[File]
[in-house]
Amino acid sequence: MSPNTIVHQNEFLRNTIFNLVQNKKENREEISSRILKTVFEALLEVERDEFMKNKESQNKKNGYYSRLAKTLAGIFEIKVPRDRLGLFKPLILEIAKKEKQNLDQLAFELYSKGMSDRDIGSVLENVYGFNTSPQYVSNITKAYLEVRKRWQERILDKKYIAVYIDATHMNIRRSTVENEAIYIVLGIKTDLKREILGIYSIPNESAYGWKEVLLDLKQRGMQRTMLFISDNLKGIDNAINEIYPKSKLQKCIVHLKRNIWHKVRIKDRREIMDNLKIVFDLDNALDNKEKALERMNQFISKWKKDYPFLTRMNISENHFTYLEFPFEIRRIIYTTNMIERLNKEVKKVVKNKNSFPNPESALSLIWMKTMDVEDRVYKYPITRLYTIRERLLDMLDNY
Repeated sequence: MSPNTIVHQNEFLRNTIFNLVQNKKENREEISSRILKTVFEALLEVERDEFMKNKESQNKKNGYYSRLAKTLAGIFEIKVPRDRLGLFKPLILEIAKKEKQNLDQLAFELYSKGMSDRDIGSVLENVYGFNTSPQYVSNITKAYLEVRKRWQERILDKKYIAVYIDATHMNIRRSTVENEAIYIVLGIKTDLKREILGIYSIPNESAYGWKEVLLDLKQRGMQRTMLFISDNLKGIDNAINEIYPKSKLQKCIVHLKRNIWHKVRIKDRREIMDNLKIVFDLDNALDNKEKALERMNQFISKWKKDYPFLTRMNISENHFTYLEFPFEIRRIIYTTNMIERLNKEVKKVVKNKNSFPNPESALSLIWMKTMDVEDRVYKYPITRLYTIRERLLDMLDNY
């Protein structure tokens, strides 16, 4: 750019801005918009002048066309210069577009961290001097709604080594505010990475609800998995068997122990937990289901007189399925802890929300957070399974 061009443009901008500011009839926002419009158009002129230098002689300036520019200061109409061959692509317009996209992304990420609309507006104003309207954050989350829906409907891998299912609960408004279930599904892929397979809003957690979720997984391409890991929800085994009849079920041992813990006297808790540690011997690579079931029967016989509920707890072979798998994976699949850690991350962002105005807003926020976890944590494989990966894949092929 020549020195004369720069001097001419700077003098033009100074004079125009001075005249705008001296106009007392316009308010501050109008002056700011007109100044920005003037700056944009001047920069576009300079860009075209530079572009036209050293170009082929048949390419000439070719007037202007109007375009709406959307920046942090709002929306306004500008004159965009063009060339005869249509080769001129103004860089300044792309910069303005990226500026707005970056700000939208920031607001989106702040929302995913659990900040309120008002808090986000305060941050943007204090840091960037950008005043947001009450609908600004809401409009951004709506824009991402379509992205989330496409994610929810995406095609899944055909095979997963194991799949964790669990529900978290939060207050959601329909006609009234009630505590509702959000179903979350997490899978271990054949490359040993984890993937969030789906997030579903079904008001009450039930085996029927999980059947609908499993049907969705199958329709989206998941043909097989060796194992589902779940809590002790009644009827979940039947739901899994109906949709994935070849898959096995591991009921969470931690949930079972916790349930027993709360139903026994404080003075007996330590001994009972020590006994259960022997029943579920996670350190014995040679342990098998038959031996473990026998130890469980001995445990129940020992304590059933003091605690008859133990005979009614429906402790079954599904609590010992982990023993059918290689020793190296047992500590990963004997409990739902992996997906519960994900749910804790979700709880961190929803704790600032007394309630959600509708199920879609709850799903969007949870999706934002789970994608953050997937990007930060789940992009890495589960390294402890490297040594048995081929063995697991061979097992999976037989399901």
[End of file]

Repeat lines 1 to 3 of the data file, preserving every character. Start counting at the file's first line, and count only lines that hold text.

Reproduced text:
[in-house]
Amino acid sequence: MSPNTIVHQNEFLRNTIFNLVQNKKENREEISSRILKTVFEALLEVERDEFMKNKESQNKKNGYYSRLAKTLAGIFEIKVPRDRLGLFKPLILEIAKKEKQNLDQLAFELYSKGMSDRDIGSVLENVYGFNTSPQYVSNITKAYLEVRKRWQERILDKKYIAVYIDATHMNIRRSTVENEAIYIVLGIKTDLKREILGIYSIPNESAYGWKEVLLDLKQRGMQRTMLFISDNLKGIDNAINEIYPKSKLQKCIVHLKRNIWHKVRIKDRREIMDNLKIVFDLDNALDNKEKALERMNQFISKWKKDYPFLTRMNISENHFTYLEFPFEIRRIIYTTNMIERLNKEVKKVVKNKNSFPNPESALSLIWMKTMDVEDRVYKYPITRLYTIRERLLDMLDNY
Repeated sequence: MSPNTIVHQNEFLRNTIFNLVQNKKENREEISSRILKTVFEALLEVERDEFMKNKESQNKKNGYYSRLAKTLAGIFEIKVPRDRLGLFKPLILEIAKKEKQNLDQLAFELYSKGMSDRDIGSVLENVYGFNTSPQYVSNITKAYLEVRKRWQERILDKKYIAVYIDATHMNIRRSTVENEAIYIVLGIKTDLKREILGIYSIPNESAYGWKEVLLDLKQRGMQRTMLFISDNLKGIDNAINEIYPKSKLQKCIVHLKRNIWHKVRIKDRREIMDNLKIVFDLDNALDNKEKALERMNQFISKWKKDYPFLTRMNISENHFTYLEFPFEIRRIIYTTNMIERLNKEVKKVVKNKNSFPNPESALSLIWMKTMDVEDRVYKYPITRLYTIRERLLDMLDNY